FAQ's For Wooden Bowls
Here at the Bowl Co. we receive quite a few, repetitive questions about the process and products. With this article, I hope to help alleviate these questions. However, if I have not please feel free to reach out to us, through an email to email@example.com!
Question #1 What to do with oiled bowls? While each bowl we send out comes with a care card, in case this has been lost here are some quick care tips.
- Use a food safe butcher block oil, oils like olive or vegetable, will go rancid.
- Use the rule of hand when deciding how you should wash and care for the bowl, i.e. do not put the bowl where you would not put your hand.
- The bowl should be cleaned with soapy water after every use, and oiled every 5-7 washings.
- If for display, make sure to dust it every month, and oil every six months
Question #2 What to do with lacquered bowls? We actually make two types of lacquered bowls, the first is lacquered on the outside and oiled on the inside, for these bowls, use the same care as you would an oiled bowl. Here are a few tips for bowls we have lacquered on the inside and out.
- If fully lacquered, DO NOT use the bowl to eat out of, as the lacquer is NOT food safe.
- When displaying a lacquered bowl, you only have to dust it once a month, and occasionally clean it with warm water, about once a year.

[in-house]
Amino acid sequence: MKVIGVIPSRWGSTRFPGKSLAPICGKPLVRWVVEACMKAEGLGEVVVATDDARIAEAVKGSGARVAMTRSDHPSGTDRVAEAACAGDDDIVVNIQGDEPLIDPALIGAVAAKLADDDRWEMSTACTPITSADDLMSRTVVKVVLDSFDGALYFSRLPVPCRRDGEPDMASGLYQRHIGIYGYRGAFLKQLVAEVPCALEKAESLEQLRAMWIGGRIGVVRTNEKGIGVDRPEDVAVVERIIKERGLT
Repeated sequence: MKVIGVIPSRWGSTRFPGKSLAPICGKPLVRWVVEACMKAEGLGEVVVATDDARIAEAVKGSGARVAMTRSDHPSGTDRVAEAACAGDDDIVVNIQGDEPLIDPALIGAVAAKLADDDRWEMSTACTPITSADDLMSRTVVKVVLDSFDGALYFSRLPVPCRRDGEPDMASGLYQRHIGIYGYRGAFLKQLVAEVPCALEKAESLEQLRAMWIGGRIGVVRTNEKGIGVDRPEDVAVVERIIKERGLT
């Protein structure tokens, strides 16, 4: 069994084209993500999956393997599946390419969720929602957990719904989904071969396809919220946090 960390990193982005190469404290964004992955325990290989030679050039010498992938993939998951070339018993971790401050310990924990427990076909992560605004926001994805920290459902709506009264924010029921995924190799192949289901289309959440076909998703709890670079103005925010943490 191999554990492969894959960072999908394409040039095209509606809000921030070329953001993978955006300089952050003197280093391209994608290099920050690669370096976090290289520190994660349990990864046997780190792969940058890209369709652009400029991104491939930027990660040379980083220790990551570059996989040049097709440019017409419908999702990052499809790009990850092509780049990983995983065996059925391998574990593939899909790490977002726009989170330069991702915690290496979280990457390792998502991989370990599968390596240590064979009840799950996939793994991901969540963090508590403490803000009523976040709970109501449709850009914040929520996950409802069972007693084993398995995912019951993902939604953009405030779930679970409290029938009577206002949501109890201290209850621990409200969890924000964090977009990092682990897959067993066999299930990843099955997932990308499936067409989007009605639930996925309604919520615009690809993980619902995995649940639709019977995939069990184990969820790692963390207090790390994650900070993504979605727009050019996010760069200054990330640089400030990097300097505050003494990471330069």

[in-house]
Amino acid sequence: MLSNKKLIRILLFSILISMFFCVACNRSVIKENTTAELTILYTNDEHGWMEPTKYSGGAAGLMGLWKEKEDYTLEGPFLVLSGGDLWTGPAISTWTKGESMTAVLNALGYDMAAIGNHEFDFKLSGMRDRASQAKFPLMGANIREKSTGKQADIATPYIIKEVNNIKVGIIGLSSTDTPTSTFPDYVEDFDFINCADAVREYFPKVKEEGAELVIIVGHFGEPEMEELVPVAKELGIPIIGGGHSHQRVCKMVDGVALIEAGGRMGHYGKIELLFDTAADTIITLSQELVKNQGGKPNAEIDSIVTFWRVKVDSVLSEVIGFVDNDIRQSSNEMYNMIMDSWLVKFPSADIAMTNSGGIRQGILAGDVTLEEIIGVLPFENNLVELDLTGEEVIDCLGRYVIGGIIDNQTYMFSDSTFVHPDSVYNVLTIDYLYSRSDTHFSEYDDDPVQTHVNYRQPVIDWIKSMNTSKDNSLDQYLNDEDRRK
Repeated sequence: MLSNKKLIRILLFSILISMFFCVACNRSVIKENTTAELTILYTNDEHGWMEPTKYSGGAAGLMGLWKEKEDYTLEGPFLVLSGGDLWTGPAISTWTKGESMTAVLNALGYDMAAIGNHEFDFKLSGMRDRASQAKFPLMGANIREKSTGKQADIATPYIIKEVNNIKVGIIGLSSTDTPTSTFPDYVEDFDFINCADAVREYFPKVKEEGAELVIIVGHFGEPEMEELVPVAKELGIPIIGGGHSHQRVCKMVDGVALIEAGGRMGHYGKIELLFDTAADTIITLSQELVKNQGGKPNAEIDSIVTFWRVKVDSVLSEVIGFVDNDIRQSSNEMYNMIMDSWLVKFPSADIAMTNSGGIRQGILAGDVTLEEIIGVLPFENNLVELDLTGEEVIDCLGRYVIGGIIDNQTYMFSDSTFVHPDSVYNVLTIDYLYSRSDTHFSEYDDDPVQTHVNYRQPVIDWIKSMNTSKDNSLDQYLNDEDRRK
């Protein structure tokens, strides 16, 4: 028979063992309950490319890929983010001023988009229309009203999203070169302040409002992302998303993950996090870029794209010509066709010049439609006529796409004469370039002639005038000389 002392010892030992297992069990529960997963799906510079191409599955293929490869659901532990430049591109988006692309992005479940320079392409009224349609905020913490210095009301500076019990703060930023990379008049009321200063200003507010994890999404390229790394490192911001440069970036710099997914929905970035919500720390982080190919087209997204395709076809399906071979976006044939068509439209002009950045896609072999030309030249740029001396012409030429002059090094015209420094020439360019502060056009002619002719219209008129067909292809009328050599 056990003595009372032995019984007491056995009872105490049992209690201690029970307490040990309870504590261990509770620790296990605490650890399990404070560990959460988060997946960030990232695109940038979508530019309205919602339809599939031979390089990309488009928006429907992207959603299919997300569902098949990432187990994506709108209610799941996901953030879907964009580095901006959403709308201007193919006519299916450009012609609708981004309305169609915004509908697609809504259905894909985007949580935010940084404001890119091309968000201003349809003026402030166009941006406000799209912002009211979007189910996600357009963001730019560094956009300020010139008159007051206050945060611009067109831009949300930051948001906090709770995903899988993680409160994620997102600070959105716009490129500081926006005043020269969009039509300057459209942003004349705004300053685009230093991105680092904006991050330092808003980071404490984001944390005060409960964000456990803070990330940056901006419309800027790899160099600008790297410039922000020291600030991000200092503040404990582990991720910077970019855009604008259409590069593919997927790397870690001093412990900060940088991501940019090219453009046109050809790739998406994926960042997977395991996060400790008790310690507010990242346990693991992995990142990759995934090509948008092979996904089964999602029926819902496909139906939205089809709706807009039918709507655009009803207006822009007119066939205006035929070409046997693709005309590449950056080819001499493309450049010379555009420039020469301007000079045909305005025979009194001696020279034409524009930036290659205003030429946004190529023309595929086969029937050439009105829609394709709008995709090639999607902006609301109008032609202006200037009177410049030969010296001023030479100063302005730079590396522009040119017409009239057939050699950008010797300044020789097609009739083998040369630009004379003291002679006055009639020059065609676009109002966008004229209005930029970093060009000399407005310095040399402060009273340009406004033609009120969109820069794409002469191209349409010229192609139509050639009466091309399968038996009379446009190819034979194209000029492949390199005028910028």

Question #3 What to do with Steins/Tumblers? Our Steins, and Tumblers are a new and exciting field for us to explore, while we do here are some tips to keep yours in top shape!
- Unlike our oiled bowls, these require no oil, however you should wash after every use.
- While these steins and tumblers are lacquered on the outside, they have a food safe epoxy on the inside, making them very low maintenance and still safe to drink out of.
- The epoxy we use is safe whether you put warm or cold liquids in it, so you can drink your coffee, and your tea!
Question #4 What wood? We get this question a lot, and the answer is Birch, every bowl we make, and many of the other wooden products we carry are made out of Paper Birch, which is an Alaskan hardwood. Occasionally we also use Birch Burls which are a growth, but come from the same type of tree.